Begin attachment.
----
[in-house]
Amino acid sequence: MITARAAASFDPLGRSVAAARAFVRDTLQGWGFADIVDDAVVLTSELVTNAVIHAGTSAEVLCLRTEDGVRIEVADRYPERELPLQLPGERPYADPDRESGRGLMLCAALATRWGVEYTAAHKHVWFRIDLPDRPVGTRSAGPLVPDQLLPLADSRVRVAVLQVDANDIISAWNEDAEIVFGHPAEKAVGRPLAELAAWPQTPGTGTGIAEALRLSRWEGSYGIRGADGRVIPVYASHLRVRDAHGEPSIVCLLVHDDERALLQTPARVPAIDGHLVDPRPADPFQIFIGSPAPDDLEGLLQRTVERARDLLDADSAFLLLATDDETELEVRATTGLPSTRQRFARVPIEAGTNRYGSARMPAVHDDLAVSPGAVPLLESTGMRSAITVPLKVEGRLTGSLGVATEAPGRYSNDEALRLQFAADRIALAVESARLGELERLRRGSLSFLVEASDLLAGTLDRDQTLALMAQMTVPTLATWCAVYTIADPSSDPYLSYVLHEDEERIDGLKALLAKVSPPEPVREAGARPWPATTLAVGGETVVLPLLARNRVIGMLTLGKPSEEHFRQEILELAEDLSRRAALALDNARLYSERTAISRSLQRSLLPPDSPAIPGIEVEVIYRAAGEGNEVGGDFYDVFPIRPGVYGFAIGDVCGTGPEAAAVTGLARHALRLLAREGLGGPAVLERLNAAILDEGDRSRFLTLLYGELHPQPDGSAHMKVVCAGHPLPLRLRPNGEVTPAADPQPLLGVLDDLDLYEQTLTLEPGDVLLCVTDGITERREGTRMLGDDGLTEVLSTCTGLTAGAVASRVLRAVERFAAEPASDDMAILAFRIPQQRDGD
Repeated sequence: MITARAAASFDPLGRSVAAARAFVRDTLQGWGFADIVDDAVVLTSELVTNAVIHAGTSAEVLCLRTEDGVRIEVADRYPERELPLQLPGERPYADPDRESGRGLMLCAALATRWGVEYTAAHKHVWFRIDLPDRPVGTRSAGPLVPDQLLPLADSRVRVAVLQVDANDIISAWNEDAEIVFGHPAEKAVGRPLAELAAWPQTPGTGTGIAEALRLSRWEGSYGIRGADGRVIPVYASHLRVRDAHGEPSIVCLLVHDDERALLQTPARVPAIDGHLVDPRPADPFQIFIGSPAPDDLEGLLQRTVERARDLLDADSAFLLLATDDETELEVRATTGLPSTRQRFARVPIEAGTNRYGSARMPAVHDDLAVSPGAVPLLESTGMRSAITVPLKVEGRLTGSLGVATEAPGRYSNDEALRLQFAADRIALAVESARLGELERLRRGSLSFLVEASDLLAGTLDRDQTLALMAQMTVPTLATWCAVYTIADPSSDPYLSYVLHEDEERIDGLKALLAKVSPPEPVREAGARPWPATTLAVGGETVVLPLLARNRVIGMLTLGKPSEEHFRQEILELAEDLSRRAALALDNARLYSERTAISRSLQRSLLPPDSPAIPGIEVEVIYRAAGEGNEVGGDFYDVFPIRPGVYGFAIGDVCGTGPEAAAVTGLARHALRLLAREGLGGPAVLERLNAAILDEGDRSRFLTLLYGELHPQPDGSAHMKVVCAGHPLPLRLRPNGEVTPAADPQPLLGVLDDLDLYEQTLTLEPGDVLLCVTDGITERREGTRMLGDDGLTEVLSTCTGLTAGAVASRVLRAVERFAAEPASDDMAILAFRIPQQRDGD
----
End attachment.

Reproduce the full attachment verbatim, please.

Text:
[in-house]
Amino acid sequence: MITARAAASFDPLGRSVAAARAFVRDTLQGWGFADIVDDAVVLTSELVTNAVIHAGTSAEVLCLRTEDGVRIEVADRYPERELPLQLPGERPYADPDRESGRGLMLCAALATRWGVEYTAAHKHVWFRIDLPDRPVGTRSAGPLVPDQLLPLADSRVRVAVLQVDANDIISAWNEDAEIVFGHPAEKAVGRPLAELAAWPQTPGTGTGIAEALRLSRWEGSYGIRGADGRVIPVYASHLRVRDAHGEPSIVCLLVHDDERALLQTPARVPAIDGHLVDPRPADPFQIFIGSPAPDDLEGLLQRTVERARDLLDADSAFLLLATDDETELEVRATTGLPSTRQRFARVPIEAGTNRYGSARMPAVHDDLAVSPGAVPLLESTGMRSAITVPLKVEGRLTGSLGVATEAPGRYSNDEALRLQFAADRIALAVESARLGELERLRRGSLSFLVEASDLLAGTLDRDQTLALMAQMTVPTLATWCAVYTIADPSSDPYLSYVLHEDEERIDGLKALLAKVSPPEPVREAGARPWPATTLAVGGETVVLPLLARNRVIGMLTLGKPSEEHFRQEILELAEDLSRRAALALDNARLYSERTAISRSLQRSLLPPDSPAIPGIEVEVIYRAAGEGNEVGGDFYDVFPIRPGVYGFAIGDVCGTGPEAAAVTGLARHALRLLAREGLGGPAVLERLNAAILDEGDRSRFLTLLYGELHPQPDGSAHMKVVCAGHPLPLRLRPNGEVTPAADPQPLLGVLDDLDLYEQTLTLEPGDVLLCVTDGITERREGTRMLGDDGLTEVLSTCTGLTAGAVASRVLRAVERFAAEPASDDMAILAFRIPQQRDGD
Repeated sequence: MITARAAASFDPLGRSVAAARAFVRDTLQGWGFADIVDDAVVLTSELVTNAVIHAGTSAEVLCLRTEDGVRIEVADRYPERELPLQLPGERPYADPDRESGRGLMLCAALATRWGVEYTAAHKHVWFRIDLPDRPVGTRSAGPLVPDQLLPLADSRVRVAVLQVDANDIISAWNEDAEIVFGHPAEKAVGRPLAELAAWPQTPGTGTGIAEALRLSRWEGSYGIRGADGRVIPVYASHLRVRDAHGEPSIVCLLVHDDERALLQTPARVPAIDGHLVDPRPADPFQIFIGSPAPDDLEGLLQRTVERARDLLDADSAFLLLATDDETELEVRATTGLPSTRQRFARVPIEAGTNRYGSARMPAVHDDLAVSPGAVPLLESTGMRSAITVPLKVEGRLTGSLGVATEAPGRYSNDEALRLQFAADRIALAVESARLGELERLRRGSLSFLVEASDLLAGTLDRDQTLALMAQMTVPTLATWCAVYTIADPSSDPYLSYVLHEDEERIDGLKALLAKVSPPEPVREAGARPWPATTLAVGGETVVLPLLARNRVIGMLTLGKPSEEHFRQEILELAEDLSRRAALALDNARLYSERTAISRSLQRSLLPPDSPAIPGIEVEVIYRAAGEGNEVGGDFYDVFPIRPGVYGFAIGDVCGTGPEAAAVTGLARHALRLLAREGLGGPAVLERLNAAILDEGDRSRFLTLLYGELHPQPDGSAHMKVVCAGHPLPLRLRPNGEVTPAADPQPLLGVLDDLDLYEQTLTLEPGDVLLCVTDGITERREGTRMLGDDGLTEVLSTCTGLTAGAVASRVLRAVERFAAEPASDDMAILAFRIPQQRDGD